I would love a hotkey to delete a cell

It’s possible this already exists, but I couldn’t find it! If that’s the case, I apologize in the advance.


A favorite Jupyter Notebook feature of mine is shift+cmd+p’s command look up box (see attached image). It’s a handy way to search for anything you might want to do (and to discover other capabilities).

Just adding this to the list of Jupyter-like features that would be handy when using Observable “scratchpads.” (I still think “notebooks” is a better name :slight_smile: ).


Hey Ben!

Totally - we have almost that: cells can only be deleted if they’re empty, and option-delete merges a cell with its previous cell, so the magic trick is:

  • ⌘A
  • Hit delete
  • Option+Delete

And you’ll have deleted a cell. Maybe we should add something to delete a cell regardless of whether it has contents?

Having a shortcut for deleting a cell that works anytime feels worthwhile, as does the search for command-bar. (Compare also to tools like LaunchBar, Alfred.)

In a similar vein: what about a shortcut to deselect the current cell. That’s needed when looking up shortcuts (pressing ?) and when using arrow keys for navigation. esc would seem an obvious choice?

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Yeah I couldn’t figure out how to delete a cell at all - having a clickable “delete” button somewhere would be more discoverable.

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The inserter button that lives between cells can also be used to delete cells by merging them. Hold down shift and click the little arrows as shown here:


Thanks for the tip. I’ll give that a try. I won’t pretend to have a deep design philosophy behind this request. I’m just very used to hitting “x” key to instantly nuke cells in Jupyter Notebooks. I’m also a fan of using “a” and “b” to add cells above and below the one that’s currently active.

I don’t think those particular keys are particularly well chosen or anything, but I do like that they allow me to be a little “vim like” and manipulate cells with a single stroke and no movement off the keyboard.

I’d like a way to do this that works on an iPad - I expect I’ll be using Observable on the iPad quite a bit.

These both seem a bit arbitrary and undiscoverable. Maybe you can figure out a way to unify deletion with the upcoming drag to rearrange feature?

FWIW, it took me forever to figure out how to delete a cell. Not discoverable, had to Google for it, then landed here.

What I tried before Googling: I kept hitting Backspace and Delete in the empty cell, hoping it would delete the cell. This may be a workable interaction to add to the editor.

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There is now a delete action automatically when a cell is empty and is no longer focused.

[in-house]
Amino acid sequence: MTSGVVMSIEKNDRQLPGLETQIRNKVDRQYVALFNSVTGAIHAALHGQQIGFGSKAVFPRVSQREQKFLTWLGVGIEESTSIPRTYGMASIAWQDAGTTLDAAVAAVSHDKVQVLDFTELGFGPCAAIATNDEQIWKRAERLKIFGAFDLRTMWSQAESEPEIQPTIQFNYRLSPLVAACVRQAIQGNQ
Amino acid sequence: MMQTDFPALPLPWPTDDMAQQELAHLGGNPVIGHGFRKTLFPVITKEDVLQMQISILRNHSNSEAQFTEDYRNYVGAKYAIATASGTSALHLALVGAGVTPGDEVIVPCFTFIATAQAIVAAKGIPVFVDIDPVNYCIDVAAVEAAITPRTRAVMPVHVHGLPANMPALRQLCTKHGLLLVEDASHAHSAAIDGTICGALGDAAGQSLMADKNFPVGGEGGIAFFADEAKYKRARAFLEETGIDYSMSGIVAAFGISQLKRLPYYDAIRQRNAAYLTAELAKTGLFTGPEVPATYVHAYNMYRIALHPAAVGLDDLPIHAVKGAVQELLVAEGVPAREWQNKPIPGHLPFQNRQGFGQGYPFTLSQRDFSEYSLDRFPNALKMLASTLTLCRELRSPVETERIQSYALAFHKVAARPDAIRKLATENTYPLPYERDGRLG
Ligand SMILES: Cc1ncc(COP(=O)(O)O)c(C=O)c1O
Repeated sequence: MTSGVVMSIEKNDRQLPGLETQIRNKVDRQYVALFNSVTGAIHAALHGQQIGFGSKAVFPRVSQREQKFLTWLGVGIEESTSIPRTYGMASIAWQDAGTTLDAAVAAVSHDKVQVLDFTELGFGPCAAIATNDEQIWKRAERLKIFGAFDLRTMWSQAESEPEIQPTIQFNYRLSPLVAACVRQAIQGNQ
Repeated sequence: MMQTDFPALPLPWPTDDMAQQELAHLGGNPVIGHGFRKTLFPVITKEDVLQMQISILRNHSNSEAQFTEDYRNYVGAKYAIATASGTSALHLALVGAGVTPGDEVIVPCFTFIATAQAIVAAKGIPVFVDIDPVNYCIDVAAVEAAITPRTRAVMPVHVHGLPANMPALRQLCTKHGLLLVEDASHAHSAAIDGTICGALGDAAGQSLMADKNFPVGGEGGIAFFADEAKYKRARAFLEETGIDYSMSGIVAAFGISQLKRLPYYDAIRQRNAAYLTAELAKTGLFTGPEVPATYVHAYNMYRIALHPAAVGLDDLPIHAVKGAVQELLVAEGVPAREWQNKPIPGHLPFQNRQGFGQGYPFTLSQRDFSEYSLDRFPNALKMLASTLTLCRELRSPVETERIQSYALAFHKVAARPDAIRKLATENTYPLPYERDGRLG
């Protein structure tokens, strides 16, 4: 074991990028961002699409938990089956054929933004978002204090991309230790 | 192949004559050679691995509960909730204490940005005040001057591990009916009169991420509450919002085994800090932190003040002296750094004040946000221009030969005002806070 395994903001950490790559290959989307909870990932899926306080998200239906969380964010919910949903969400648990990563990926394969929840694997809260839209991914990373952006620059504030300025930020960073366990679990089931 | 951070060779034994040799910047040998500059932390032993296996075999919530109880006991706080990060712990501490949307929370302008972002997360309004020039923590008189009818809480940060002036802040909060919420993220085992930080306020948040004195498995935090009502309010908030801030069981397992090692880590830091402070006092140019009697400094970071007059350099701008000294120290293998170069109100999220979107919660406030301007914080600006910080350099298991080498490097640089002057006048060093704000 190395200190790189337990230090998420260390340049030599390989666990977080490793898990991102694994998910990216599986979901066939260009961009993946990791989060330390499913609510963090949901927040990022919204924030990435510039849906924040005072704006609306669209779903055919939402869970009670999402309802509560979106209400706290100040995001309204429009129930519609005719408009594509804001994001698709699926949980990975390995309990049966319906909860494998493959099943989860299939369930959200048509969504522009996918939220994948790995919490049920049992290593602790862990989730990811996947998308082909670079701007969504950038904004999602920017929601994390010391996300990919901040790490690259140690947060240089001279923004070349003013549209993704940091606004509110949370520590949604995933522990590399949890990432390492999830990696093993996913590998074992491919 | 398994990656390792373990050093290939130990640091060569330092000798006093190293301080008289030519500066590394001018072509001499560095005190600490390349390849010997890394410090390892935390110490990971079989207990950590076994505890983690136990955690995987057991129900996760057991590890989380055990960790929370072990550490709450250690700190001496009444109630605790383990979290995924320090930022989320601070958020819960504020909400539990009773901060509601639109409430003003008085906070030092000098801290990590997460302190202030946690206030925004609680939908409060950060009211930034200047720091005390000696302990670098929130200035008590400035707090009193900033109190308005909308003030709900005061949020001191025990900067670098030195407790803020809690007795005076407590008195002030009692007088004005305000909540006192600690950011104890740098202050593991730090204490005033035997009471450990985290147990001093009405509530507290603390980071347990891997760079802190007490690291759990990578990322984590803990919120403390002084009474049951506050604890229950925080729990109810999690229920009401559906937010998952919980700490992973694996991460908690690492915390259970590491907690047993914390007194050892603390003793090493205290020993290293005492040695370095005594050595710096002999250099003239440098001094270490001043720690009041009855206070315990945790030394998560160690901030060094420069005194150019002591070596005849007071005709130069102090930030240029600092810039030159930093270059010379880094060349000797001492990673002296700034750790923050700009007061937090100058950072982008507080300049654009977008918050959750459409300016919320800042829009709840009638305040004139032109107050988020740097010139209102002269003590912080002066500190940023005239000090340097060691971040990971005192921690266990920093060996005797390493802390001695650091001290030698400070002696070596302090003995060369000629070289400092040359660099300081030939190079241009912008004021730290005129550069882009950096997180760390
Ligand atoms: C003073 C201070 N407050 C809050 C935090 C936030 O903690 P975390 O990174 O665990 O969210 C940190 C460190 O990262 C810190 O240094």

So the way to do it now is to

  • ⌘A
  • Hit delete
  • Hit escape

I still like the idea the you can’t delete a non-empty cell.

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Update! Cells now have a delete button:



I’ve been reorganizing a few large notebooks a lot recently and found myself needing to delete many (50+) cells at once. I ended up using the 3 keyboard shortcuts (select all, delete, merge previous) over and over and found it rather unergonomic. I just tested out the other approach described here of merging all the unwanted cells by holding shift and clicking on the button between cells, and it is a little better, but still one has to retarget the mouse rather frequently.

It’d be nice if we could select multiple cells for deletion or rearranging or for splitting or copying into another notebook. Being able to act on more than one cell at once would also make it easier to undo, since the notebook history wouldn’t then be filled with lots of similar actions that all arise from the same “intent”. (I made a mistake and was able to recover, but bisecting a range of some 100 notebook versions manually and then repeating a bunch of deletions again was not fun).

Further down the line it might be nice if there was some basic support for metaprogramming on notebooks, even if only via exporting notebook JS files, processing them in some local editor or program and then reimporting them.

Thanks again to the team and happy holidays!

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Yes to all of these requests. :slight_smile:

There’s a hidden feature in compare mode that’s useful for recovery, which is that you can use the tilde (~) syntax to show recent changes. For example, to see the ten most recent changes to a notebook 0123456789abcdef: